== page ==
YOUR SOCK IS DEAD AND BURIED
Over the years I’ve tried to explain this to my kids—or worse, to my lawyer husband. “I hate to tell you this, but your sock is nowhere. It’s gone.”
“You’re in charge here,” says my husband. “Socks don’t just evaporate. So where is it?”
“If I knew, Rob, I’d give it to you. But I don’t have the slightest idea. It went into the laundry . . . and it never came out.”
I get this shaking of the head and this look--like I’m crazy. But if I’m nuts, so is every other woman I’ve known. Socks disappear. It’s a rule of American households. You start with a pair, and before long you’ve got only one. And if the missing sock ever turns up (like maybe it’s been hiding under a tee-shirt nobody ever wears), by then you’ve thrown away its mate. So you’ve still got only one.
Inexplicably, the subject came up last week in my writing class--how socks enter the washing cycle and are never seen again. When you finally get around to pairing them up, about a fourth are missing. And how men can’t accept it, so it must be something their wives are doing. And how any guy smarter than a pinhead knows an object as tangible as a piece of footwear doesn’t just vanish.
As my student Marcia told us, “My husband was dumbfounded. ‘You just lost them, that’s all. They have to be somewhere.’”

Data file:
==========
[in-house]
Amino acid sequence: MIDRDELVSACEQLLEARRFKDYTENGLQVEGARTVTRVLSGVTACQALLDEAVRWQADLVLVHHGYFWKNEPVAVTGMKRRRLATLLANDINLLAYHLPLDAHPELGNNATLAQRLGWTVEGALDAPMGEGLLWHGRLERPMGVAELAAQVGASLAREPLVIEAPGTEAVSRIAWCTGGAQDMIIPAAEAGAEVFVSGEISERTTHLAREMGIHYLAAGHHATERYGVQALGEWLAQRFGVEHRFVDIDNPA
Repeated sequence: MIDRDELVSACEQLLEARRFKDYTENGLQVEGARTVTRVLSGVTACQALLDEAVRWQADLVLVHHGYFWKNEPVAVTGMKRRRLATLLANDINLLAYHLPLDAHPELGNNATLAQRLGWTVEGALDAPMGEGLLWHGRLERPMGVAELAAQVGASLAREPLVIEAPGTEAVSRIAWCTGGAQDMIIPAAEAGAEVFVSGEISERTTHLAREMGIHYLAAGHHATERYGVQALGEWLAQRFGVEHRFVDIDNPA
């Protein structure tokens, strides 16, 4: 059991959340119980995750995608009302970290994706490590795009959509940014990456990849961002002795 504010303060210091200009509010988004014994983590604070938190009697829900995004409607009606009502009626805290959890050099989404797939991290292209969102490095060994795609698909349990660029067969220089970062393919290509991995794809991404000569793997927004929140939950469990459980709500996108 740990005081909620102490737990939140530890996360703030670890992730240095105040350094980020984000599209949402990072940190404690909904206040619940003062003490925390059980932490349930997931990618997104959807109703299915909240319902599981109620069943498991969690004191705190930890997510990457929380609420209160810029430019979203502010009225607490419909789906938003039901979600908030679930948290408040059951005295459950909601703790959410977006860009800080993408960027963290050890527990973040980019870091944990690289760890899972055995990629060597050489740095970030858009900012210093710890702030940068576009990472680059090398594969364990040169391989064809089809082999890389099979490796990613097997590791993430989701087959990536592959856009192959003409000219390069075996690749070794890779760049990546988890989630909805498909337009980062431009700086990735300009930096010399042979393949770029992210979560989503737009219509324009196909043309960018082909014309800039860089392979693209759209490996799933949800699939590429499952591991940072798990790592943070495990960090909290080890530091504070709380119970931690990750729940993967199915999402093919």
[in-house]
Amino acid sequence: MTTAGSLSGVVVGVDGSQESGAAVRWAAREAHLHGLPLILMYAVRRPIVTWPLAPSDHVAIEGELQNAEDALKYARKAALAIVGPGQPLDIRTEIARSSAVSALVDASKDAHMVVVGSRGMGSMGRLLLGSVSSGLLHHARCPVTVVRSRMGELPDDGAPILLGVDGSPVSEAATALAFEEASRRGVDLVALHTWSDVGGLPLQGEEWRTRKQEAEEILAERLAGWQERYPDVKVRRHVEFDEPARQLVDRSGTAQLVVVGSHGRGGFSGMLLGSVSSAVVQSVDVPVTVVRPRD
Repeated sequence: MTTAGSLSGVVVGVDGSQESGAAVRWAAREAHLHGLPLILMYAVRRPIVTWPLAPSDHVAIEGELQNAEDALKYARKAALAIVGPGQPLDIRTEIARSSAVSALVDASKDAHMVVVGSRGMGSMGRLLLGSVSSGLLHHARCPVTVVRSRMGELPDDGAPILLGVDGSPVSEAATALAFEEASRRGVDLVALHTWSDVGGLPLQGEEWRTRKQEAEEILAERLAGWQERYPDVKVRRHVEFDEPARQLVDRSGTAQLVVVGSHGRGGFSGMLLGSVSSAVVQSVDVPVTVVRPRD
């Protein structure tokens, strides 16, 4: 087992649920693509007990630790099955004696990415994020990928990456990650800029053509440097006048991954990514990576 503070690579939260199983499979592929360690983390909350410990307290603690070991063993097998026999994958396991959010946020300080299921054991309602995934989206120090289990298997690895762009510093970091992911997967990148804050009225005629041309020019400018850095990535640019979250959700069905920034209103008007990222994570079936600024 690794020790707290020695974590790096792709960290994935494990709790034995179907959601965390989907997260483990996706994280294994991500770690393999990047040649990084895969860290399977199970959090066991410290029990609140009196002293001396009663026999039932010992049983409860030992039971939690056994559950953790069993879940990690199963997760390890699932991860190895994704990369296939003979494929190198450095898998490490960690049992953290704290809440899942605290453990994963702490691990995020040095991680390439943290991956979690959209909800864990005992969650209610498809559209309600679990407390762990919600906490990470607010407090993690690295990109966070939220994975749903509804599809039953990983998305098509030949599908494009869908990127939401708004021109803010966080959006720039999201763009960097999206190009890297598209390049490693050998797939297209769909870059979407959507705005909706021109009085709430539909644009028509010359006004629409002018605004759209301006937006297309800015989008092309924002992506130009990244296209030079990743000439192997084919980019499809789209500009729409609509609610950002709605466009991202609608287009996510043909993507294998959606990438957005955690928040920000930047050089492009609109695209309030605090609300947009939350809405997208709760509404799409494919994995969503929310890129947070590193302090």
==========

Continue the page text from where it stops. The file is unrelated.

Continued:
She said, “Then you do the laundry,” so for a year, he did. After a while his manly common sense reared up. “They must be in the dryer vent. They’ve gotta be piled up there in one big lump.” With that he painstakingly took the vent apart . . . and nothing.
Next he went outside. “They must have blown right through.” He examined the ground around the external opening, but all he found was traces of lint clinging to a bush.
After a year he said, “I give up. You take over the laundry.” The mysterious issue was never raised again.
For years we had this discussion in our house. Five boys here, lots of laundry. No lawyer would ever accept a fact not in evidence—that our dryer, in particular, harbored a sock-eating demon. Clearly the fault was mine. Over a decade, I dutifully spent some thousand hours trying to pair up socks that didn’t match, ending with several dozen that didn’t belong to each other, or any close relative.
I kept those orphans all through my Thirties, literally hanging on to a thread of hope. Next I bought blue for Bobby, red for Chris, and so on—meaning the leftovers were all in different colors. Finally, in desperation, I splurged—on three dozen pair, all alike. The boys no longer had a choice. From then on, no matter what happened, I was only off by one.
Other mothers did it differently. Dorsey labeled her daughter’s socks to match her daughter’s names. “A” for Audra, and so on. The “C” child invariably cried out, “This sock has “B.”
The problem was never solved—not for me, not for anyone. It only goes away when the children move out.
In the Wills household, however, the sock problem has become immortalized. This may seem hard to believe, but on the cover of my book, “A Circus Without Elephants,” the whole family is sitting on our roof. Even after the book was published, one detail totally escaped me—until my son, Kenny, pointed it out. “Did you ever notice, Mom, that I’m wearing two different socks?”
"A Circus Without Elephants" is available on my website: Maralys.com